Enabling industrialisation with geospatial workflows

Enabling industrialisation with geospatial workflows


Hyderabad, India: The second plenary focussed on ‘Enabling Industrialisation with Geospatial Workflows’. Mark Reichardt, President & CEO, OGC, USA chaired the session.

Andreas Ullrich,CTO #RIEGL#laserscanning greatly contributes to automation of #geospatial data creation #IGF2014 pic.twitter.com/4lVai6pvX4

GEOSPATIAL WORLD (@geoworldmedia) February 5, 2014

Dr Andreas Ullrich, CTO, RIEGL Laser Measurement Systems, Austria explained how LiDAR technology is revolutionising the work lifecycles of industries. “LiDAR can reduce the work that was earlier accomplished in weeks and months to just hours,” he said. He noted that the technology can be used for topographic mapping, utilities and corridor mapping, as-built surveying etc.

Growth challenges and #risks for #Cities by Rajesh Kalra @atkinsglobal #IGF2014 pic.twitter.com/1xggjLROvF

— GEOSPATIAL WORLD (@geoworldmedia) February 5, 2014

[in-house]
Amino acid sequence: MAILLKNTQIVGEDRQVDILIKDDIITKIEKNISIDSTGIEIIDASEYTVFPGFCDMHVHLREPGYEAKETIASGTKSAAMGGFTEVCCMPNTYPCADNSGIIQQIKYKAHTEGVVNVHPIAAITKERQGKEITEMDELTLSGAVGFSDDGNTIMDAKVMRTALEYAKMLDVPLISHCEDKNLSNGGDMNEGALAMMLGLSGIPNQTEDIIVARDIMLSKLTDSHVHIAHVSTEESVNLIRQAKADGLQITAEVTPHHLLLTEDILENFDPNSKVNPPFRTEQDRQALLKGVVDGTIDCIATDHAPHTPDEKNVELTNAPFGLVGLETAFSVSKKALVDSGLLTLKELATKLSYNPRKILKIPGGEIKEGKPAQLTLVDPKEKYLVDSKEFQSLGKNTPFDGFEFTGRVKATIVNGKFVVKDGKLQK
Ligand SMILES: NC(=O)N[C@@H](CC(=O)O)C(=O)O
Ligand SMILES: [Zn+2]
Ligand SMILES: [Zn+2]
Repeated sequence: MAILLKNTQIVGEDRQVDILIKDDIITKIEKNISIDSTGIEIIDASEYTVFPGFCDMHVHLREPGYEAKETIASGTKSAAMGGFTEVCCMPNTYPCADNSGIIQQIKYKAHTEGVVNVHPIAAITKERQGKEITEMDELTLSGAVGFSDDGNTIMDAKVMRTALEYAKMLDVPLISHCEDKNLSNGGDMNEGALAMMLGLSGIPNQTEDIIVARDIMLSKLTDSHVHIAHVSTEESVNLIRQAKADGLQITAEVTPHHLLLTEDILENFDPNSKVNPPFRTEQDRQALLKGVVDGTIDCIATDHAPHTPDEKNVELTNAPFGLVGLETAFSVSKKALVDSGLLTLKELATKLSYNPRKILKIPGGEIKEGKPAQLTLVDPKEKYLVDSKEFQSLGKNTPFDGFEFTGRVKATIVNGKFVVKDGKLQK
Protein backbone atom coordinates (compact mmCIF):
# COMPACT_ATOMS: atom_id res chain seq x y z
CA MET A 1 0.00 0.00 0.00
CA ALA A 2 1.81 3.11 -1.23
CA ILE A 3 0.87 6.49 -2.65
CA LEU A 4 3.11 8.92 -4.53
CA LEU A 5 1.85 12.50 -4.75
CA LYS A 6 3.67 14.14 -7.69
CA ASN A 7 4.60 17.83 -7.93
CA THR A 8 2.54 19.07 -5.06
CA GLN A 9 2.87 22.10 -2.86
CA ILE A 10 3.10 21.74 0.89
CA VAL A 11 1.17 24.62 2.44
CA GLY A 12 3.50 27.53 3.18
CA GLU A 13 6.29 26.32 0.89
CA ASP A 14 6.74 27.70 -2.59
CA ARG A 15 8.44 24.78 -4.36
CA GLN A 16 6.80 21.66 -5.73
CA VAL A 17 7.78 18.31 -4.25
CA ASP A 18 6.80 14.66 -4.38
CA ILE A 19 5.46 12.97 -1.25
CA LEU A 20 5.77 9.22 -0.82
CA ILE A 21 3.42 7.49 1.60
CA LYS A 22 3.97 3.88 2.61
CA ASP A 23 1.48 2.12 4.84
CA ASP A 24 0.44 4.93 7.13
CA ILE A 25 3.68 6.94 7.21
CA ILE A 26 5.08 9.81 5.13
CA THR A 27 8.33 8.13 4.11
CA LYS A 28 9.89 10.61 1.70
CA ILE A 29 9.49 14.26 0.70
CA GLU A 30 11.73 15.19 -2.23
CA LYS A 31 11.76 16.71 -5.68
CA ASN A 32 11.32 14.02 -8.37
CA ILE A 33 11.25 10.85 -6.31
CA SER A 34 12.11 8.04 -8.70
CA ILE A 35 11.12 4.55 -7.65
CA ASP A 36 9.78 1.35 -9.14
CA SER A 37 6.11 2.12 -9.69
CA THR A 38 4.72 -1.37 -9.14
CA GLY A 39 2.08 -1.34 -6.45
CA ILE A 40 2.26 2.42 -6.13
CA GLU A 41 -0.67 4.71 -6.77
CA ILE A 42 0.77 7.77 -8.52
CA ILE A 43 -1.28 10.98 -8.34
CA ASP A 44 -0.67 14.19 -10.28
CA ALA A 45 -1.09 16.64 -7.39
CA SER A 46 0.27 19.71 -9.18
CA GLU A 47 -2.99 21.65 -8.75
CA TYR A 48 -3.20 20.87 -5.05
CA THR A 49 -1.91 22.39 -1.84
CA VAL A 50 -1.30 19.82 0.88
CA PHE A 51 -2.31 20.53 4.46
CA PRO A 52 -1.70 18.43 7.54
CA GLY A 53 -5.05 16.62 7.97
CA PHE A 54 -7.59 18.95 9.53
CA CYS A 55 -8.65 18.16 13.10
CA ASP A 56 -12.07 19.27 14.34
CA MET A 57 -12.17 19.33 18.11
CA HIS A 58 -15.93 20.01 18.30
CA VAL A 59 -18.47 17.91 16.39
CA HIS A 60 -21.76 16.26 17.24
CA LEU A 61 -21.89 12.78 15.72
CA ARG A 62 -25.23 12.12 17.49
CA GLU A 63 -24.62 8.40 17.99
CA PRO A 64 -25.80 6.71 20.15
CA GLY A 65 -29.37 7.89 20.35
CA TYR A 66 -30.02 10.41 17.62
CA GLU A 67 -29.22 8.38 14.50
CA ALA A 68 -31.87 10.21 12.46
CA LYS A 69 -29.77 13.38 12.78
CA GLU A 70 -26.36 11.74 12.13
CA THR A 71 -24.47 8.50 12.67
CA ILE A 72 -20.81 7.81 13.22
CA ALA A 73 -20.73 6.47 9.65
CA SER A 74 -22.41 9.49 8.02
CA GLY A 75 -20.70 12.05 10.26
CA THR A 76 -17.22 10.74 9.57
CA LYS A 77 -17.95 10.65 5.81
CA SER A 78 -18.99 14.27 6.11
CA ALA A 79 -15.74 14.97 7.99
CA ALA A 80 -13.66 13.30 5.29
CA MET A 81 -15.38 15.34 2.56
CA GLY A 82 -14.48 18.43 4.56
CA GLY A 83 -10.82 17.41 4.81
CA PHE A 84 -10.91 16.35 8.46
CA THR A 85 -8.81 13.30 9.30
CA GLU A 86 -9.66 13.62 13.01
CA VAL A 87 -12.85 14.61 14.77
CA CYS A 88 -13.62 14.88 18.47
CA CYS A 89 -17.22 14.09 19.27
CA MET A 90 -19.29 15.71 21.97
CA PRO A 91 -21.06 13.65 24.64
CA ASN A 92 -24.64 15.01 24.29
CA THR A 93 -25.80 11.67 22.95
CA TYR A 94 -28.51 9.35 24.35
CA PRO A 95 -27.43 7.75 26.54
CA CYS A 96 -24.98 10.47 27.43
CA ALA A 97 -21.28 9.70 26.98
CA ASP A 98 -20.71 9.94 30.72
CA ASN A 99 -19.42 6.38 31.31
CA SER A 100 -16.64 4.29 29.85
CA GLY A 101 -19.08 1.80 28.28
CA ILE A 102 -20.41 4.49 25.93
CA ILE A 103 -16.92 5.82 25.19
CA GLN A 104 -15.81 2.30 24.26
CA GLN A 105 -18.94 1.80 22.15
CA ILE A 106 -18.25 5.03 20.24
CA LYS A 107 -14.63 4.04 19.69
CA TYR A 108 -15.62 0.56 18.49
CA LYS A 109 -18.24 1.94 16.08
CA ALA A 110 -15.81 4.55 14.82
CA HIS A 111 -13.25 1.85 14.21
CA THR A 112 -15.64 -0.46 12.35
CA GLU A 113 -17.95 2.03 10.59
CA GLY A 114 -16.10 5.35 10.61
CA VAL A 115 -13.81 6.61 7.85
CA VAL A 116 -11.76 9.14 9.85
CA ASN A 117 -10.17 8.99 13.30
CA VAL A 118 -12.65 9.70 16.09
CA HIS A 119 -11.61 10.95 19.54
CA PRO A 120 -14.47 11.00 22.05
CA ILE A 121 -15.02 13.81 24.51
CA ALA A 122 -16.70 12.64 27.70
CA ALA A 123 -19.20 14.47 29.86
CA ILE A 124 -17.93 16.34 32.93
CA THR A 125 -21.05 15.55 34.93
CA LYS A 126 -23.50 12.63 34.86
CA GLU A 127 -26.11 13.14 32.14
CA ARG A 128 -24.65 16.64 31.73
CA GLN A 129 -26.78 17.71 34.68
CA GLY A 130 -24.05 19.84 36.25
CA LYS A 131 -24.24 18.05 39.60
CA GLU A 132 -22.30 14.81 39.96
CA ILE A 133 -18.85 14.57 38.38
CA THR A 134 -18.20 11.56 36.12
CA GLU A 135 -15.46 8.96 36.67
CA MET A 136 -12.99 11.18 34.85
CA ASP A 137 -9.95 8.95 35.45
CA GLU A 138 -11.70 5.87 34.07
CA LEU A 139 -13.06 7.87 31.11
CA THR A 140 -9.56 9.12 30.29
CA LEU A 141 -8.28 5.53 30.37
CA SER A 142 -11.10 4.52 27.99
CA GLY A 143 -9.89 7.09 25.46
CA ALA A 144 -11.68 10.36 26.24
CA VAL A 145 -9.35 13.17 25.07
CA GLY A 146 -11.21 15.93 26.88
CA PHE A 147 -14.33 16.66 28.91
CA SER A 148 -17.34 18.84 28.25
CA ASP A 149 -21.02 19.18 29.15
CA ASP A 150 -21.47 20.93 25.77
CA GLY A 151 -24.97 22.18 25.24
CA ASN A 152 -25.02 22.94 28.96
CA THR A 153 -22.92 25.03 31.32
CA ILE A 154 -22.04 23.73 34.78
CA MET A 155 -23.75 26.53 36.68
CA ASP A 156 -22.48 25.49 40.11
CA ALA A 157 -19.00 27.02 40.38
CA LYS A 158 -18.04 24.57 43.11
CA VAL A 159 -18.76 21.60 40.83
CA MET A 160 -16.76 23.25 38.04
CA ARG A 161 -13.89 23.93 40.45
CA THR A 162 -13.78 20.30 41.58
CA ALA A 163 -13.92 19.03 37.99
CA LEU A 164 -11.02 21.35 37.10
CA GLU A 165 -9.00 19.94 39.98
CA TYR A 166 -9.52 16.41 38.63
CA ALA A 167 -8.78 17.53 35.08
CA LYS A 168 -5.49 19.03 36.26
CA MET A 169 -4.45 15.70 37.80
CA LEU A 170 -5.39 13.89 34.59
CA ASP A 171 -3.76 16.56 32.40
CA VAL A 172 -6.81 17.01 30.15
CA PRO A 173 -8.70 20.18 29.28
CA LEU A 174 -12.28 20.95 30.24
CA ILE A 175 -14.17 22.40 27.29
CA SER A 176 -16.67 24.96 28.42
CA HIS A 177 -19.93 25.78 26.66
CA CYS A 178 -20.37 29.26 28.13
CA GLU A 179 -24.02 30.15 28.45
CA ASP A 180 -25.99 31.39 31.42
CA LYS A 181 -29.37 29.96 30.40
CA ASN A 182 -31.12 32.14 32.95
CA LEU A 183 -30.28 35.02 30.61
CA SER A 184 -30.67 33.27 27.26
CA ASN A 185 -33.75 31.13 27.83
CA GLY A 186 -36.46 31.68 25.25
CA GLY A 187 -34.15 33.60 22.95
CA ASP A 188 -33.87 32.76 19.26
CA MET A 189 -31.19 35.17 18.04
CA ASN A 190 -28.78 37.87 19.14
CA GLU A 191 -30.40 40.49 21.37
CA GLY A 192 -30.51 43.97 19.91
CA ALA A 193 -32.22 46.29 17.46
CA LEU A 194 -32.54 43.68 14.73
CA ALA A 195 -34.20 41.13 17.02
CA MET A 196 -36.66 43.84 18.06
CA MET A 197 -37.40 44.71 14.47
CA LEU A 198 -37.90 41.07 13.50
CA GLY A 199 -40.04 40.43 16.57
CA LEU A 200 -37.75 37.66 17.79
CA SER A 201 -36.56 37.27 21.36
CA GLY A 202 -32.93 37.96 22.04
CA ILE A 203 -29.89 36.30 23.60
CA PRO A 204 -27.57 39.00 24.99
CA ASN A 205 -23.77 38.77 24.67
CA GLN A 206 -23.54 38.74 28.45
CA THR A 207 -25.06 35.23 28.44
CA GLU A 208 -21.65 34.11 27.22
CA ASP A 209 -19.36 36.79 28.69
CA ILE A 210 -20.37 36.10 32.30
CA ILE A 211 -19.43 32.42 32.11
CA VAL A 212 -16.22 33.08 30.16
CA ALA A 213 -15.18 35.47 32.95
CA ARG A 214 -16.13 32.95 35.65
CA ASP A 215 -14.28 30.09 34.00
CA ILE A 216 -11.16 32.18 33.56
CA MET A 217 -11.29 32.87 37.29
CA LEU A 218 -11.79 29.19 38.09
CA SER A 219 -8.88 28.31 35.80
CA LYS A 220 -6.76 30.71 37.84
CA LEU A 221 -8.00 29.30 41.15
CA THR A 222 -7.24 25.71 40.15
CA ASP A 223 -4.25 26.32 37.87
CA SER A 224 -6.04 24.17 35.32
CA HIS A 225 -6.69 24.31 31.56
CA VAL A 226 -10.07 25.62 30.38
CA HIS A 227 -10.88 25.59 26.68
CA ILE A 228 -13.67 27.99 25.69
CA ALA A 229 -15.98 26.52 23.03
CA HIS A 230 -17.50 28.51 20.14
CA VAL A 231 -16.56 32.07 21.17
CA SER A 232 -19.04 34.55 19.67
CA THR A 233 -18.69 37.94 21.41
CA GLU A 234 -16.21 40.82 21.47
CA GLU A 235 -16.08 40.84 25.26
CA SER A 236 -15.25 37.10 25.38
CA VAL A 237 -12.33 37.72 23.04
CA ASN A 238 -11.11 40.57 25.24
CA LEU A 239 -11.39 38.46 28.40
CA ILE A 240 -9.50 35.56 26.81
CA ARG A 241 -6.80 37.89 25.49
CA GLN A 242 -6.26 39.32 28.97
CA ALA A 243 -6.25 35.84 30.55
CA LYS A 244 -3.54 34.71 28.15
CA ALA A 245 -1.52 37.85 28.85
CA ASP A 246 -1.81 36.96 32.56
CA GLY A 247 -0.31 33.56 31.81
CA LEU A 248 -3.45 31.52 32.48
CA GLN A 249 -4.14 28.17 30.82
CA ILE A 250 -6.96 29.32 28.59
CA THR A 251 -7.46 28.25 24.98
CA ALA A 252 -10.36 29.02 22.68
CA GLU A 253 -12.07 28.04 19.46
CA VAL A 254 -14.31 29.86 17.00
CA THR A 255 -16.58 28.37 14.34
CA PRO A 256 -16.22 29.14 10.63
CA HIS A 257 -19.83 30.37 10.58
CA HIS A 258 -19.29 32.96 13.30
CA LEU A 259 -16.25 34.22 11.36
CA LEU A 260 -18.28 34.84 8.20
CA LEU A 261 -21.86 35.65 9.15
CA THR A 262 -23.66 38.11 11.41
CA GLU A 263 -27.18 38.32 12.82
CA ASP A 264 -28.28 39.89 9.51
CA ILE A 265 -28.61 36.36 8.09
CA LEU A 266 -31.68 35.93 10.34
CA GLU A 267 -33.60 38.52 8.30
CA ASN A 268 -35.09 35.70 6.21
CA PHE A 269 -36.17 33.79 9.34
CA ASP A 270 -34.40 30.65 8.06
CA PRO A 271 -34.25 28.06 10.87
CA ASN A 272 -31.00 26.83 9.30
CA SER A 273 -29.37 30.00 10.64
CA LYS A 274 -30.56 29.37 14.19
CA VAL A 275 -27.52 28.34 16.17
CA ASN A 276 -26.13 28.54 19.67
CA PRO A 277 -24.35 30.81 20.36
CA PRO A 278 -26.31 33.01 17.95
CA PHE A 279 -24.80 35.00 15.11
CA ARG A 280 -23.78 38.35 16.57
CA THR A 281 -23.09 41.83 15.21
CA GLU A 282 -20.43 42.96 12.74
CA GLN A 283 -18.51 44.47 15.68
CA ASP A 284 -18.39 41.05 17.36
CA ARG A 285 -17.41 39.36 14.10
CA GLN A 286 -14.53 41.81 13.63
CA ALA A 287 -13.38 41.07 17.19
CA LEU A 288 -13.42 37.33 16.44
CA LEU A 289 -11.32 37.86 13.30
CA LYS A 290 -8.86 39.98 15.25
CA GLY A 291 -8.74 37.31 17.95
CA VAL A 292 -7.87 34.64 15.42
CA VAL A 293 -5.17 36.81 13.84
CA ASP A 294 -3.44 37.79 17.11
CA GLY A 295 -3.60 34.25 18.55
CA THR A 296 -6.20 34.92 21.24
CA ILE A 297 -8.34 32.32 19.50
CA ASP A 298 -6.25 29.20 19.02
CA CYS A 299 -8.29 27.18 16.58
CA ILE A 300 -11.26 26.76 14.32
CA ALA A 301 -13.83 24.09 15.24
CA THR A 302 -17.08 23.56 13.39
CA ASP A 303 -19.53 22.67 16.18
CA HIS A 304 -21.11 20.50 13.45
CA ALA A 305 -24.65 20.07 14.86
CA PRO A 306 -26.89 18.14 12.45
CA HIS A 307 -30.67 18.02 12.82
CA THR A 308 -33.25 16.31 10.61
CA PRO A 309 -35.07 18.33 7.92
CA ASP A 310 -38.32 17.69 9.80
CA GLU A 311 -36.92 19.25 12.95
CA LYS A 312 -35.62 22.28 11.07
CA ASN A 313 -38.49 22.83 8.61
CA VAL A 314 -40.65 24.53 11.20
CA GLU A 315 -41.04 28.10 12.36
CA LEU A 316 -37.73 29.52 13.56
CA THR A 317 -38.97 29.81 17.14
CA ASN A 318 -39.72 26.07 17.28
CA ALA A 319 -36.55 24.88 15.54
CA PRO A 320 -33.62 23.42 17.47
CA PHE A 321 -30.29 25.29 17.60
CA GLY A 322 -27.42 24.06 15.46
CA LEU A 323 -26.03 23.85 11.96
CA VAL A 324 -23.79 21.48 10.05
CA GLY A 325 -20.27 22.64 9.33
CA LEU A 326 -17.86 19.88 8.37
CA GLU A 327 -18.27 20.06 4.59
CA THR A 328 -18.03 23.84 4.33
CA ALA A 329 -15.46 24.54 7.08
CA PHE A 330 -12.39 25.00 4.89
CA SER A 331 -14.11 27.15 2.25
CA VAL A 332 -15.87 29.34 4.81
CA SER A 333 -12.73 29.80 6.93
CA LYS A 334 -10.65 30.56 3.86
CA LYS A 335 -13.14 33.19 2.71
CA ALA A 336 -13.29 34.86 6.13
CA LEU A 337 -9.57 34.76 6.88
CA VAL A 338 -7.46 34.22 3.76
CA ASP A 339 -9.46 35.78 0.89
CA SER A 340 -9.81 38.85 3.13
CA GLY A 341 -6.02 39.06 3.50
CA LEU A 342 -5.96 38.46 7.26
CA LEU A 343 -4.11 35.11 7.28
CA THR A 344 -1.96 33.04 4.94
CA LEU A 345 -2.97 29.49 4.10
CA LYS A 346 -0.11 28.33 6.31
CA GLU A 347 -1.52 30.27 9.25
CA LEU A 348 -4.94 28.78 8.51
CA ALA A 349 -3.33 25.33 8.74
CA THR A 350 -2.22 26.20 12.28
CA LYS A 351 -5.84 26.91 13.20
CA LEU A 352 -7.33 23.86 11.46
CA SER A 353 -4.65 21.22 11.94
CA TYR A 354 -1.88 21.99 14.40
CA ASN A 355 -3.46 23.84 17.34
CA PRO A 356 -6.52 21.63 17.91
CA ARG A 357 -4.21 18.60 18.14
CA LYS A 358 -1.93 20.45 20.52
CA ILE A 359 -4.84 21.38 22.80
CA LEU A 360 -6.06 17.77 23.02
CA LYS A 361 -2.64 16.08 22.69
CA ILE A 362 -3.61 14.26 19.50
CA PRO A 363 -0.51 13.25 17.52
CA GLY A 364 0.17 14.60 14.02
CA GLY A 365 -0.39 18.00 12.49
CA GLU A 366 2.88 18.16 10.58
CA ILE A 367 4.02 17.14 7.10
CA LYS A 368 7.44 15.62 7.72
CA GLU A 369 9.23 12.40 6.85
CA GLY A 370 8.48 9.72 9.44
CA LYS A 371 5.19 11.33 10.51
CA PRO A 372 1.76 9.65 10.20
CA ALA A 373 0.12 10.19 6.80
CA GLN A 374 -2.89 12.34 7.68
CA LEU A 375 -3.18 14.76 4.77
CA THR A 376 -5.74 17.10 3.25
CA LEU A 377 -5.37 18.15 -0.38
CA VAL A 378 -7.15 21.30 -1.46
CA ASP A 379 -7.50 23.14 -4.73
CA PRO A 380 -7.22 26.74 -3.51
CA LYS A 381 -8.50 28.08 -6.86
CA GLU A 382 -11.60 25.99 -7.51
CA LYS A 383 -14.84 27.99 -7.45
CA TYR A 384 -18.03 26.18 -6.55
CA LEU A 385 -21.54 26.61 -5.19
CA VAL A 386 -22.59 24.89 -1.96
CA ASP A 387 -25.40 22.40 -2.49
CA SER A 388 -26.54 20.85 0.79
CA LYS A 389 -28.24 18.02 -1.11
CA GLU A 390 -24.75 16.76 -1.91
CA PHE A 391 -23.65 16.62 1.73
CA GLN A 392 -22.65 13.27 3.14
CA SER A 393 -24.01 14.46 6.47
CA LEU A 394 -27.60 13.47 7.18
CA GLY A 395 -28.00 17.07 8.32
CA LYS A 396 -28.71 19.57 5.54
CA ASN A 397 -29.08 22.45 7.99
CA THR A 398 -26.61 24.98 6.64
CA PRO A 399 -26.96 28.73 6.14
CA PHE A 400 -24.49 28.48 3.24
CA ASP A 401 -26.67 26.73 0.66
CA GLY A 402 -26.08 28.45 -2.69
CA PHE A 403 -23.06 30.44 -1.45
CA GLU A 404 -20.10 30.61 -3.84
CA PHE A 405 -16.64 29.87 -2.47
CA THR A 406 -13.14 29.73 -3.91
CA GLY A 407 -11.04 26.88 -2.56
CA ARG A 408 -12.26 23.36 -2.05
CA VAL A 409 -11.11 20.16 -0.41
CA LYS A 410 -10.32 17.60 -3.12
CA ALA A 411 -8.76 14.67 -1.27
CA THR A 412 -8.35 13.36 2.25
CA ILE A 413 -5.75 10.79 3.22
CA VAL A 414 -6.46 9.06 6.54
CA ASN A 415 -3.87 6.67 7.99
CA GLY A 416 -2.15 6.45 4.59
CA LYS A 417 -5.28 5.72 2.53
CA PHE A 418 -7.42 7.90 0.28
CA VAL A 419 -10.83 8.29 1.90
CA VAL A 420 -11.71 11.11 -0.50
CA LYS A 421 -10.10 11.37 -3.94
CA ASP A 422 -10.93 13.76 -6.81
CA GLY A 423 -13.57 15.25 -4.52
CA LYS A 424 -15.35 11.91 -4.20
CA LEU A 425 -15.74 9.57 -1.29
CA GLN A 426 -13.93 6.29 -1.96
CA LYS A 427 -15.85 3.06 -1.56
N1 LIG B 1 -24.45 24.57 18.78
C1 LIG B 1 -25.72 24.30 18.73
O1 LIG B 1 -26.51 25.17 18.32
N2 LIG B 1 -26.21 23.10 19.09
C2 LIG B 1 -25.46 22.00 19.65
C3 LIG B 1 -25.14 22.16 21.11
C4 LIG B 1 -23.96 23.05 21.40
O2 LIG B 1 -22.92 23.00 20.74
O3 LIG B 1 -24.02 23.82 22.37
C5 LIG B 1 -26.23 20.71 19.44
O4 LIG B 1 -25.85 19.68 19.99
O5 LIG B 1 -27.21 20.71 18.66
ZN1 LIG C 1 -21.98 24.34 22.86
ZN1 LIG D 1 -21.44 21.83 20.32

“Geospatial technology can develop future cities which are economically, socially and environmentally prosperous”, said Rajesh Kalra, Managing Director, Atkins India. Kalra highlighted how urbanisation at an unprecedented rate is posing serious threats to cities. He said that geospatial and allied technologies are the need of the hour.

Steven Hagan, Senior Vice President, Oracle Corporation, USA said that the mankind will generate around 35 zetabytes of data by 2020. As a result there is an urgent need to process, analyse and store this data and Oracle Corporation can help businesses and governments in doing this.

#Bombay green space project – 114 kms of railway lines = 114 kms of green space by @AJARCHITECTSS #IGF2014 pic.twitter.com/5sBX79M3jv

— GEOSPATIAL WORLD (@geoworldmedia) February 5, 2014

Alan Abraham, Joint Principal Architect, Abraham John Architects, India talked about his award winning ‘The Bombay Greenway Project’ which aims to improve the green corridor of Mumbai. The project envisions a greenway over the existing railway lines; 114 kms of continuous, flat, traffic and stress free space to encourage active modes of transportation and healthy city living. The project’s estimated cost is around Rs 94,050 million. The company has extensively used Trimble’s SketchUp solution and Google Maps to create 3D models of their ambitious project.

Source: Our Correspondent